The vesicles can be made by removing the solvent with a rotary evaporator from a 75 micromole mixture of bis [1,2-(methacryloyloxy) dodecanoyl]-L-alpha-phosphatidylcholine, cholesterol, and dicetylphosphate (DCP) 5:4:1. 75 micromoles of the therapeutic agent and 110 mg of ferrite should be added to the lipid, which is dispersed by vortexing. The mixture is placed at 20° C. in an Amicon model 12 ultrafiltration cell and forced by argon pressure through polycarbonate membranes twice each through membranes with 6000 angstrom, 4000 angstrom, and 2000 angstrom pores. The resulting mixture of vesicles and non-encapsulated materials is separated at 4° C. on a column of Sepharose CL-6B. The purified vesicles should be concentrated on an Mr 100000 cut-off ultrafilter, or by centrifugation at 5000 rev/min for 20 minutes.
The procedure for preparing the vesicles is identical to that of Example I except no dicetylphosphate or cholesterol is used.
The vesicles are fomed by identical prodedure to Example I except that dimyristoyl phosphatidylserine, a charged phospholipid is used instead of dicetylphosphate. The ratio of the lipids are kept the same.
The procedure followed Example I except Dimyristoyl phosphatidylcholine used in place of bis [1, 2-(methacryloyloxy) dodecanoyl] L-alpha-phosphatidylcholine. The extrusion temperature is around 22° C.
Liposomes were prepared as in Example I except monodomain magnets from magnetic sensing bacteria is the magnetic substance used.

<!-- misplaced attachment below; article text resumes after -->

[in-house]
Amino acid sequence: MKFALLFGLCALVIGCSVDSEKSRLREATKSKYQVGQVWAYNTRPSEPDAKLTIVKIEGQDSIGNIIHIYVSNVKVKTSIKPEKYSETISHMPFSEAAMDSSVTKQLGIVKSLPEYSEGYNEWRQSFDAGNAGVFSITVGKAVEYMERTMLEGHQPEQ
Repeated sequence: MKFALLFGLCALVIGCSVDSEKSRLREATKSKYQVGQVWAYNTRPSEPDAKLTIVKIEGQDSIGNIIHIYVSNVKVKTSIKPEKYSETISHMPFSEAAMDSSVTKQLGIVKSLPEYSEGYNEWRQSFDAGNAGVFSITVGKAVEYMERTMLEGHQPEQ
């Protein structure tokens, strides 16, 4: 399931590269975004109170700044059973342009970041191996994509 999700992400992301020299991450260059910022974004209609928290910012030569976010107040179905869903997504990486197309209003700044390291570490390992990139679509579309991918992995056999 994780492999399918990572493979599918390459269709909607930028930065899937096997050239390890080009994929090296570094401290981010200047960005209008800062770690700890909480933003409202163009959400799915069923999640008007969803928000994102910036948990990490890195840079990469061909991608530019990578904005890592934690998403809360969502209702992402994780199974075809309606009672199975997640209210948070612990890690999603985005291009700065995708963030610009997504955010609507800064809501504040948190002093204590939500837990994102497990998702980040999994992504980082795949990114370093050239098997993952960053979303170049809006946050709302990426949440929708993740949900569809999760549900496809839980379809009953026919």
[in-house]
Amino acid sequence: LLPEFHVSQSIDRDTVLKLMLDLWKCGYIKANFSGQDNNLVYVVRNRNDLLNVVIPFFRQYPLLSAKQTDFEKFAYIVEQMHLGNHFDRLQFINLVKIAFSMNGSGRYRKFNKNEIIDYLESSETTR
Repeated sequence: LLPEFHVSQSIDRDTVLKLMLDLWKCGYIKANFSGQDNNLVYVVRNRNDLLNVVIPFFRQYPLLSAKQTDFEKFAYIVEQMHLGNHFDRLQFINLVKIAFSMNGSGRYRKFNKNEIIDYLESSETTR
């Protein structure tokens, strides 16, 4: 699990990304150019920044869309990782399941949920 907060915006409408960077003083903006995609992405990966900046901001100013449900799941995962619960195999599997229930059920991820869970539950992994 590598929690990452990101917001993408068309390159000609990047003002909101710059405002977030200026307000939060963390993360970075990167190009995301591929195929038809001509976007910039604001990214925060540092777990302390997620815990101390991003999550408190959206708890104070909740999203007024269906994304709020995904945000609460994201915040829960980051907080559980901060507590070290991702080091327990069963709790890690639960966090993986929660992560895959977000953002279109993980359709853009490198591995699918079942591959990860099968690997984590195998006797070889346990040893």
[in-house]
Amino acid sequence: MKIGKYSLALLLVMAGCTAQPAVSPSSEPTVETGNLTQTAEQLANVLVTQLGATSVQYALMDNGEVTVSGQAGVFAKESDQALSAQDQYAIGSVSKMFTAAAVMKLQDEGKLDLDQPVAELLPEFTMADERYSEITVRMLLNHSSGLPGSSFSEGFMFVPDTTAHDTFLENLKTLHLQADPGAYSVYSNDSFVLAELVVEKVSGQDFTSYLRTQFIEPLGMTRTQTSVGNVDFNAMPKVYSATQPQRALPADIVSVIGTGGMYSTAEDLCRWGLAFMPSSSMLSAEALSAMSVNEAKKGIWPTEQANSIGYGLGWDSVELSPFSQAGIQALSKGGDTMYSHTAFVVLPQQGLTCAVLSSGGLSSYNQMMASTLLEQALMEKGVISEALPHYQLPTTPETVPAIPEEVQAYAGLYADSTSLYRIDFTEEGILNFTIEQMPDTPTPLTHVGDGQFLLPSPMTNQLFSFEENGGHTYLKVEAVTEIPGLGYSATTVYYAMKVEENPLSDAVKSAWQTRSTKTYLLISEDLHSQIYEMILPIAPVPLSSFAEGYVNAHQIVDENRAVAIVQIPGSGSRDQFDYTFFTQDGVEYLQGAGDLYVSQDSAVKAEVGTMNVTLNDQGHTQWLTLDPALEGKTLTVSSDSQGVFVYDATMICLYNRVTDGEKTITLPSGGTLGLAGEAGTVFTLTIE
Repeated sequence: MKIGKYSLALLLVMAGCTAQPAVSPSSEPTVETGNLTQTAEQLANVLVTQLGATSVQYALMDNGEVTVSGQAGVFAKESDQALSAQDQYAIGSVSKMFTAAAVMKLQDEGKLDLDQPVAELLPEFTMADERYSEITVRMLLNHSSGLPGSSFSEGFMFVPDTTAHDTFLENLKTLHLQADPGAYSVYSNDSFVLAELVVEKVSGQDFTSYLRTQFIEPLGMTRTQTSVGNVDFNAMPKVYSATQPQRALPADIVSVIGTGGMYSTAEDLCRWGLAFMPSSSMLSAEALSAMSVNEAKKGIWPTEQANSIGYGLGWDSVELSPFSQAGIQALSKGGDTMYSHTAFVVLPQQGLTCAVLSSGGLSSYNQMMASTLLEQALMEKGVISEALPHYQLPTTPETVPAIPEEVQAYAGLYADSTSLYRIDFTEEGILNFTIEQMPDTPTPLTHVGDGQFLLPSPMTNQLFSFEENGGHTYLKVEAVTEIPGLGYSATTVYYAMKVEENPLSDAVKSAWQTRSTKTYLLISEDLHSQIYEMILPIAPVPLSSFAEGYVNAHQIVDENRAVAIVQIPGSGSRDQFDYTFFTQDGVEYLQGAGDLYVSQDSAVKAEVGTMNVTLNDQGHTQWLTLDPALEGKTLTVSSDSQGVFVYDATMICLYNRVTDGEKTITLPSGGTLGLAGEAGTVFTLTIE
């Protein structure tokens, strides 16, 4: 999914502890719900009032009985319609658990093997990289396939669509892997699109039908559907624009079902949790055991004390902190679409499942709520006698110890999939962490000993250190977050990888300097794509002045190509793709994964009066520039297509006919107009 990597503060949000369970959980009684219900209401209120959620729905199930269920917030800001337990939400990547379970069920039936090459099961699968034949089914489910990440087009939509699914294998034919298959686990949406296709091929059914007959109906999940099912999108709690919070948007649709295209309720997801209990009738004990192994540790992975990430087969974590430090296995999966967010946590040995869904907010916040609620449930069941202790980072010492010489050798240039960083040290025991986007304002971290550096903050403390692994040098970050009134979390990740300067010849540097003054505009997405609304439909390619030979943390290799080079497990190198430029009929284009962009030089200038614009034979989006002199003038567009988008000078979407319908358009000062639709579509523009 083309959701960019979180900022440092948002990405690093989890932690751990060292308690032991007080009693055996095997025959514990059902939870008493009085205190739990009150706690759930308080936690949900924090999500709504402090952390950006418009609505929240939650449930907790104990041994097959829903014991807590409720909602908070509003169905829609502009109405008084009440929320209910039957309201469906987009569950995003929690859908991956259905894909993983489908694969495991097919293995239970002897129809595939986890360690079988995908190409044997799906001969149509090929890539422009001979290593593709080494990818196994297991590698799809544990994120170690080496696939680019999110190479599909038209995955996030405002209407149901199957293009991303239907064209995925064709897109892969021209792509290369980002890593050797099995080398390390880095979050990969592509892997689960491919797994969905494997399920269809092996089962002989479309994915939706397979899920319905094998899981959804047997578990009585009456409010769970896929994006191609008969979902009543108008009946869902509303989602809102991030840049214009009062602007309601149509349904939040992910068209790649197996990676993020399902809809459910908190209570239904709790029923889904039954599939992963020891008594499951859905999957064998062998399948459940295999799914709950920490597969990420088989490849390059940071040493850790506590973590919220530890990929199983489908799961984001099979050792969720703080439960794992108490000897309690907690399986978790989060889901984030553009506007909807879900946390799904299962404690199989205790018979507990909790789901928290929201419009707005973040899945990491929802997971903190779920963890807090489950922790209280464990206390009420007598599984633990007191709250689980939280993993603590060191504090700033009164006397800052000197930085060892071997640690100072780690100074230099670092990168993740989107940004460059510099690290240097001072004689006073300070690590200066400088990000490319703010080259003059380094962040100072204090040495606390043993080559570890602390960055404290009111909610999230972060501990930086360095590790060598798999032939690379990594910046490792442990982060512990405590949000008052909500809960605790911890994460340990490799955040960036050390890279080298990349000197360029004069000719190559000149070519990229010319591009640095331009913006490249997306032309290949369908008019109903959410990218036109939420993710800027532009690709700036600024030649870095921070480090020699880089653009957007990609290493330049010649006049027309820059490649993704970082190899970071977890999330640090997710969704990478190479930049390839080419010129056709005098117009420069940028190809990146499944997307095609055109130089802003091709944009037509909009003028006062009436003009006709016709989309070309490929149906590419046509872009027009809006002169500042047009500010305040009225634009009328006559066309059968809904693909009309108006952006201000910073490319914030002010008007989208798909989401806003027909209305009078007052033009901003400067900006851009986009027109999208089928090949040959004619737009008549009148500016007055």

In the present invention, the vesicles are formed using polymerizable lipids which are subsequently polymerized by exposing the vesicles to ultra-violet light. Using a Rayonet Photochemical Reactor Chamber (model RPR-100), it takes between 5-30 minutes at a UV strength of about 25 watts. Alternatively, the vesicles can be formed from lipid/polymerizable lipid mixtures so as to vary the permability of the vesicle membrane. Once formed, the vesicles, containing the therapeutic agent and ferromagnetic particles, can be injected upstream from the target site. The vesicles migrate through the blood stream to the target area where they can be immobilized by an 8000 gauss magnetic field. Once immobilized, the vesicle's contents can be released by oscillating the magnetic field at a rate sufficient to vibrate the embedded ferromagnetic particles. The total contents of the vesicle can be released by oscillating the magnetic field sufficiently to lyse the membrane. Alternatively, particularly with the mixed lipid/polymerizable lipid vesicle, the contents can be released at a controlled rate by varying the oscillation rate so as to destabilize the membrane making it more permeable to the therapeutic agent but not so as rupture the membrane.